4. hello, ready to try your recipe but dont have a stone. noticed in your video you use cast iron. Can I use a large cast iron pan instead of a stone? If I do need a stone for best results, would that be a simple pizza stone?
    Thank!

  5. I didn’t have a stone, so I used regular pizza pans – my 17 yr. old son and I GOBBLED THIS PIZZA UP and he took the rest for lunch! MANY THANKS! (I think it’s the best homemade pizza dough I’ve ever tasted – and I’ve tasted lots over the years.)

  6. Hi:
    I have been breaking bread using your technique even before your first book came out. I love your books. Just wanted to let you know that I won first prize in the Fleischmann yeast contest at the South Carolina State Fair and also a blue ribbon in the yeast bread other division for my Nutella, chocolate chip, almond brioche using your technique. I am working on an easy croissant recipe. Thank you and looking forward to your new book. I have ordered a copy from the Barnes and Noble in Roseville, MN
    Sara

    • Sara,
      Congrats on your ribbons!
      I have been trying for years to come up with a really flaky croissant dough that is even close to the traditional ones (multiple layers of butter, folding, and chilling). The quick croissant recipe that seems to turn up everywhere makes awful, awful cresent-rolls-in-a-can rather than croissants.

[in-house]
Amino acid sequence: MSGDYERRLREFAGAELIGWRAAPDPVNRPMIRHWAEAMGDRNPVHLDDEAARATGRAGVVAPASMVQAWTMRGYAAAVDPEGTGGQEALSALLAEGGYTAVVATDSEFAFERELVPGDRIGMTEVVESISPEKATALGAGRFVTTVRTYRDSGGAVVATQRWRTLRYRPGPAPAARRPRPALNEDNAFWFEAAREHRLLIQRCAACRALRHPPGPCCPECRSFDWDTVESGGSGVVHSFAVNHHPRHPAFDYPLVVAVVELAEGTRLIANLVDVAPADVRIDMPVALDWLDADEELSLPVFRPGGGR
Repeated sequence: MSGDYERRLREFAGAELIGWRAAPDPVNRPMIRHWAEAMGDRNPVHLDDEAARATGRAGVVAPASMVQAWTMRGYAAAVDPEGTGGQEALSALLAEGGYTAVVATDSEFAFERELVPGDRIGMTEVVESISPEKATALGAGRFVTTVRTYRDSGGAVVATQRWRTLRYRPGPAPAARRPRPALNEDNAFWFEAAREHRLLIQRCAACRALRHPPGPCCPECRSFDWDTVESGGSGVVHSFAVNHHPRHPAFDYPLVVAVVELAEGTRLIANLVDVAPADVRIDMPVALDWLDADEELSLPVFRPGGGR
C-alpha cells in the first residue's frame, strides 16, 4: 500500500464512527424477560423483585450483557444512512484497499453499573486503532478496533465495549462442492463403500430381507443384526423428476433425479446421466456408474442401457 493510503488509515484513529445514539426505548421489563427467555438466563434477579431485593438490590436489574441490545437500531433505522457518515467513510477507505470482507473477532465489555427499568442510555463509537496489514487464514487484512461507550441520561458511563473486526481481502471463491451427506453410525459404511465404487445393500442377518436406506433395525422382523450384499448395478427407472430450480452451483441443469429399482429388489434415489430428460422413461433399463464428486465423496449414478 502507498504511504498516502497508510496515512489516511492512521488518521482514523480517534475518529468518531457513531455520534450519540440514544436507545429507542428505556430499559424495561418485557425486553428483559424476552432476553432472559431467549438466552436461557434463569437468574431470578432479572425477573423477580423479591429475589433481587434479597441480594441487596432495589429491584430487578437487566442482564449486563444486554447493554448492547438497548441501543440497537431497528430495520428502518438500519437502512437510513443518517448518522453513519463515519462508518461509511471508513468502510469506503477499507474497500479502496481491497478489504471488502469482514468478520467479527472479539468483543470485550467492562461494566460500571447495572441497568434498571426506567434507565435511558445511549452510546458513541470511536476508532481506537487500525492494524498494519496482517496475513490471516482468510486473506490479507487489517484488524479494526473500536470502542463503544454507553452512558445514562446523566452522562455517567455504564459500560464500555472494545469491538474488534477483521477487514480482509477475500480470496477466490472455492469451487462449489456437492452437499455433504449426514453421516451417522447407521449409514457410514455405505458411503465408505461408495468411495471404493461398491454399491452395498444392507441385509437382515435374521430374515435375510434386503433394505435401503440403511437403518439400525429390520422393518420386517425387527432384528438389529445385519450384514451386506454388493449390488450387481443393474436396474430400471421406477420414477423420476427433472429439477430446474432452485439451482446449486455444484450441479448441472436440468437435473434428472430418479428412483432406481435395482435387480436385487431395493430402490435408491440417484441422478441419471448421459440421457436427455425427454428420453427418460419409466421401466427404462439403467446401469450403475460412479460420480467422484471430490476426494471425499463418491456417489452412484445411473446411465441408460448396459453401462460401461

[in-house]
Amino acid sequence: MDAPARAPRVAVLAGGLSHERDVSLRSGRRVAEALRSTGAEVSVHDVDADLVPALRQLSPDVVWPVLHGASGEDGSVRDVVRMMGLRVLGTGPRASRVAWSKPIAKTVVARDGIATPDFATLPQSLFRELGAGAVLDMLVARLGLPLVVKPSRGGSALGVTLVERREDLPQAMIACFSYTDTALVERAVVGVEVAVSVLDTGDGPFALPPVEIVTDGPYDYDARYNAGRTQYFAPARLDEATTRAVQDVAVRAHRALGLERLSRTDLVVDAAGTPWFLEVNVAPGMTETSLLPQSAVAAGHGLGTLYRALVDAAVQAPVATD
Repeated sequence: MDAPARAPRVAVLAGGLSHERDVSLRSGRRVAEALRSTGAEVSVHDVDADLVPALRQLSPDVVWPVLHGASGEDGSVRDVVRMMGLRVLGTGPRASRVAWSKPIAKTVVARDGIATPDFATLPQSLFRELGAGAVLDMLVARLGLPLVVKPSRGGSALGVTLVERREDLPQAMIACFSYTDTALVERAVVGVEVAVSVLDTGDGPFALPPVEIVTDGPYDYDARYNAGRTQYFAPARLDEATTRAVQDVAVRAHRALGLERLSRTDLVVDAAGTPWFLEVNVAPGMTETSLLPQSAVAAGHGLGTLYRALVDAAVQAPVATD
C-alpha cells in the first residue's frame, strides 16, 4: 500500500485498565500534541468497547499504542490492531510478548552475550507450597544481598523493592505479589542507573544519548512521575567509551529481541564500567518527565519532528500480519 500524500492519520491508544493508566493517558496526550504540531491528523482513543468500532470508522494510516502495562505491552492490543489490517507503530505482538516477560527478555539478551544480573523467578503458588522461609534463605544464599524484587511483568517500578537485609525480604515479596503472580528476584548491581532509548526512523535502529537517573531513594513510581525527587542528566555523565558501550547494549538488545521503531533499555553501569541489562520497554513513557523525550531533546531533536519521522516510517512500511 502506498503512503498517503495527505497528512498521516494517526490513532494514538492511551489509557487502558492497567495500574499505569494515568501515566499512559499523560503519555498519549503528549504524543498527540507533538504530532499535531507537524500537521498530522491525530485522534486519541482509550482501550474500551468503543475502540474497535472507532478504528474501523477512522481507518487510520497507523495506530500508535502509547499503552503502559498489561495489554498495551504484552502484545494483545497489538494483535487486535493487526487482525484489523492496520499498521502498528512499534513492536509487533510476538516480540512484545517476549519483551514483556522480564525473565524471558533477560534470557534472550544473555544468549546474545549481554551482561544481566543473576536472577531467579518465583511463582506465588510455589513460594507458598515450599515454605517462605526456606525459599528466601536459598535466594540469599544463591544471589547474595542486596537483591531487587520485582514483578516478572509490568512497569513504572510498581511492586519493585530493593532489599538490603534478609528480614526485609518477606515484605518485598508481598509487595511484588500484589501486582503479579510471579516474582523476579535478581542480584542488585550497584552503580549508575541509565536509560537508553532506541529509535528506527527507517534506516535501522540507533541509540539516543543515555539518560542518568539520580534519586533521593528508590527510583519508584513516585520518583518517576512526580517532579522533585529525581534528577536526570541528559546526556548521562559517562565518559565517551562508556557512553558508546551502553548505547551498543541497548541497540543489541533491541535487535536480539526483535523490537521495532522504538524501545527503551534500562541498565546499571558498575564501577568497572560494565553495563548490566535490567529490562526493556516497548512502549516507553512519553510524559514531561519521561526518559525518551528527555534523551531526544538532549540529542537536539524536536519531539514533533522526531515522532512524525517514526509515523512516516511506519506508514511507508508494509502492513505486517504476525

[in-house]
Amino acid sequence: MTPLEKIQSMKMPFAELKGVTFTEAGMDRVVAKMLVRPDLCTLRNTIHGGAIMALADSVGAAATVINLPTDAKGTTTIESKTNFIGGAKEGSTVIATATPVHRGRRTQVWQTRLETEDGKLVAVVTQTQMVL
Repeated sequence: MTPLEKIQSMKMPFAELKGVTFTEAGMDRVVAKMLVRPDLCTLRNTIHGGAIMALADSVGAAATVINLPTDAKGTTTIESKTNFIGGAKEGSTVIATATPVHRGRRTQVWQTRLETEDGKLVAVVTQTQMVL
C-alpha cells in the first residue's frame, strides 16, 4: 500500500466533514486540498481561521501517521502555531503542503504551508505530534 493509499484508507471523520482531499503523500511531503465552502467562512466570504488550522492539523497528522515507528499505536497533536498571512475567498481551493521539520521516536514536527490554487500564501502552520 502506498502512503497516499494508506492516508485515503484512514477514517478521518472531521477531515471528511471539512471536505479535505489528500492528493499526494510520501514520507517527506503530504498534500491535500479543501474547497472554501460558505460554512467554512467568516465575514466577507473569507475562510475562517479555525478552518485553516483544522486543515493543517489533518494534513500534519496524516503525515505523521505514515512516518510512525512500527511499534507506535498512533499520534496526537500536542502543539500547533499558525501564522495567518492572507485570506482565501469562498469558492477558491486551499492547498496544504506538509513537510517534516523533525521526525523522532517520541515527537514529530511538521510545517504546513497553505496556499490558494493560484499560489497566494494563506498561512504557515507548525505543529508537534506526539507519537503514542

Have you had any luck in your experiments? I’d hoped thin-rolled dough and melted butter would be the answer, but that didn’t do it for me. Do you make a mixture of butter/flour to spread on the dough layers?
      Thanks,
      Margaret

      • Hi Margaret.

        Once we have created a croissant that is wonderful and quick we will share it. I have gotten close, but not quite there yet. It is a great challenge indeed!

        Thanks, Zoë

  7. Wish I could be there to meet you, but I live in South Carolina. How about a trip down here? Hope the book signing goes well!

  8. I have been baking the basic whole wheat bread from the master recipe for about a month now (both in Minnesota and Florida) and we love the free form loaf baked on a baking stone but it comes out more like foccacia (thin). I have both weighed and measured the ingredients and cannot seem to get a stiff enough dough to hold a boule shape or oval. I did make in a loaf pan and it was fine but I like the crispy crust that comes from cooking on the baking stone. Have any suggestions? I have increased the flour but the texture was not very good. I have had great crumb texture with the custard structure.